Germany says Facebook’s current privacy safeguards are not enough

4 May 2018

The Reichstag building, Berlin. Image: Gestur Gislason/Shutterstock

German justice minister Katarina Barley didn’t hold back in her criticism of Facebook.

Since the Cambridge Analytica story broke, Facebook CEO Mark Zuckerberg and the company at large have been heavily criticised by politicians, privacy advocates and users alike.

Politicians continue to ask questions

UK politicians are continuing their efforts to secure Zuckerberg for a discussion and he has already faced US lawmakers to try and explain what happened that led up to this point. EU officials are also keen to get Zuckerberg to Brussels, with many figureheads being vocal about the need for accountability.

Germany has historically been strict with Facebook and social media in general. The company and other social platforms are currently grappling with tough hate speech laws in the country, which have been enforced since January of this year.

Erosion of trust in Facebook

With this tense history, it comes as no surprise that the German minister for justice, Katarina Barley, criticised the company in a letter publicised by national media group RND. Barley said of the company: “Ethical convictions have fallen victim to commercial interests.”

In her letter, she noted the erosion of trust in the platform for its users in Germany, describing the events and culture that enabled Cambridge Analytica as unacceptable.

Barley also called on Facebook to implement ‘privacy by default’ settings and asked that it establish an internal mechanism to protect users from third parties who may want to misuse their private information.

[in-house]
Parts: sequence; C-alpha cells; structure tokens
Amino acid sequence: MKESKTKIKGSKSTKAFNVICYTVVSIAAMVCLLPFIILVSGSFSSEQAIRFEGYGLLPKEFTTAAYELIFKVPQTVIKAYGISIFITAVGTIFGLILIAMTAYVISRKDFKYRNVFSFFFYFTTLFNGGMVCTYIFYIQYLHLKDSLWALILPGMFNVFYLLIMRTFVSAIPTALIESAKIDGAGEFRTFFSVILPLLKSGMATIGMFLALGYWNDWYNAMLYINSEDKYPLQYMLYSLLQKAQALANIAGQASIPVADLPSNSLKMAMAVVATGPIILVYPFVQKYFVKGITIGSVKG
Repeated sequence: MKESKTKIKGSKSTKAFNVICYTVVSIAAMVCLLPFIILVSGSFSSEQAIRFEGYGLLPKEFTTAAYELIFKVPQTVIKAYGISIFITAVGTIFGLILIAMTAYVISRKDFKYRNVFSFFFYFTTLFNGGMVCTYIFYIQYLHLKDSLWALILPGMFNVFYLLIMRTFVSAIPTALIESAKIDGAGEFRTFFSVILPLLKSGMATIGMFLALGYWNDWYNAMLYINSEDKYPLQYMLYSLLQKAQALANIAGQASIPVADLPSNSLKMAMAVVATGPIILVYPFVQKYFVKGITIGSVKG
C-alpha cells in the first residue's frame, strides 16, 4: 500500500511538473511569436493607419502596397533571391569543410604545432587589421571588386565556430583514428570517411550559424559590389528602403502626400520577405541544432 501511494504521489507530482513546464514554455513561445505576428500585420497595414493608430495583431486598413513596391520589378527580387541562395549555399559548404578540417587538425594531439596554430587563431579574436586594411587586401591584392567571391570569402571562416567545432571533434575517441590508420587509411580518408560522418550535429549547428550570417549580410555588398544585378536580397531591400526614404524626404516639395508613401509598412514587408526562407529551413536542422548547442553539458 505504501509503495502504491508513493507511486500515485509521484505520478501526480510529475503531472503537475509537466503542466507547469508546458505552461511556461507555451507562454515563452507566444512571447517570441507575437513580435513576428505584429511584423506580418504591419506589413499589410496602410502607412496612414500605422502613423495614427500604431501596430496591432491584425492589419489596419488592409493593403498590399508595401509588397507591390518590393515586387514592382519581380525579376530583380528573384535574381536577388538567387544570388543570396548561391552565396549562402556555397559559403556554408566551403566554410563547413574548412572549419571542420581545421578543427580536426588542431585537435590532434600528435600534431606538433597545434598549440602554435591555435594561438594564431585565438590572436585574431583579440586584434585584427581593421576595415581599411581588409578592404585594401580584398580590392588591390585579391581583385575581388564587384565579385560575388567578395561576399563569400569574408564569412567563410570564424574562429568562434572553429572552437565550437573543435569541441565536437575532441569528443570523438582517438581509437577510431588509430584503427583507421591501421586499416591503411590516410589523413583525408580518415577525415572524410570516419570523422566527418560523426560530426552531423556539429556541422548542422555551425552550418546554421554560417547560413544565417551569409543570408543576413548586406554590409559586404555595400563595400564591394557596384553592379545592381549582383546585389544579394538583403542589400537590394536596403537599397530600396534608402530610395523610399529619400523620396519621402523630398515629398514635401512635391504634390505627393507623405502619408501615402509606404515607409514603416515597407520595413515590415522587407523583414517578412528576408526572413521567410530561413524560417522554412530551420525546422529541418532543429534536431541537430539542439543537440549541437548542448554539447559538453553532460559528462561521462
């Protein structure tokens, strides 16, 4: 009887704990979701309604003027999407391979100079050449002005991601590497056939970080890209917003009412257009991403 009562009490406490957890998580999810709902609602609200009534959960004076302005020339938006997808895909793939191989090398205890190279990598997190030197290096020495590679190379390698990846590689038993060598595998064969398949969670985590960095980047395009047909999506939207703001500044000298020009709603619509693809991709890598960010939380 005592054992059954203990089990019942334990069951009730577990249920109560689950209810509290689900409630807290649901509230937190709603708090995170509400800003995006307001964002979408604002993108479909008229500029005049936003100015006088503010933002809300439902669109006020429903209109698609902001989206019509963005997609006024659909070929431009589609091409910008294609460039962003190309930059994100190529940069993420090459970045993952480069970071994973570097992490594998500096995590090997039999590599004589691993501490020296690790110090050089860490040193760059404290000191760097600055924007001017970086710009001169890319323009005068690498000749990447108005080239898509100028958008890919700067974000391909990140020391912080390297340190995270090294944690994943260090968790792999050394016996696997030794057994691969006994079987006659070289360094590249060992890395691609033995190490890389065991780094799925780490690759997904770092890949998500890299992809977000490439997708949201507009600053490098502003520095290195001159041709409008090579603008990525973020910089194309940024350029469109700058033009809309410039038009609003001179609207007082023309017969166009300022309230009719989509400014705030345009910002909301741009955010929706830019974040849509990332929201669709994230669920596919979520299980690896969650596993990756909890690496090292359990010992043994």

The minister added that she would like to see neutral algorithms, free of manipulation, and a general approach providing users with more choice and freedoms.

There were 2.7m Europeans affected in the Cambridge Analytica data misuse, several hundred thousand Germans were among them.

A history of conflict

Back in February, a Berlin regional court ruled that Facebook’s use of personal data was illegal due to inadequate measures in place around securing informed user consent.

At the time, litigation policy officer of the Federation of German Consumer Organisations, Heiko Duenkel, criticised the company’s privacy settings. It is worth noting that this case was brought in 2015 and Facebook has been implementing a vast amount of changes in the wake of the Cambridge Analytica scandal and prior to the 25 May deadline for GDPR enforcement.

Germany’s hardline approach to enforcing rules around tech companies is not without its critics. In January, Reuters reported opposition politicians requested the online hate speech law be abolished as, in their view, it was wrong to allow private service providers make decisions around what constituted hate speech. Many called for a different approach to solving the online hate speech issue.

Ellen Tannam was a journalist with Silicon Republic, covering all manner of business and tech subjects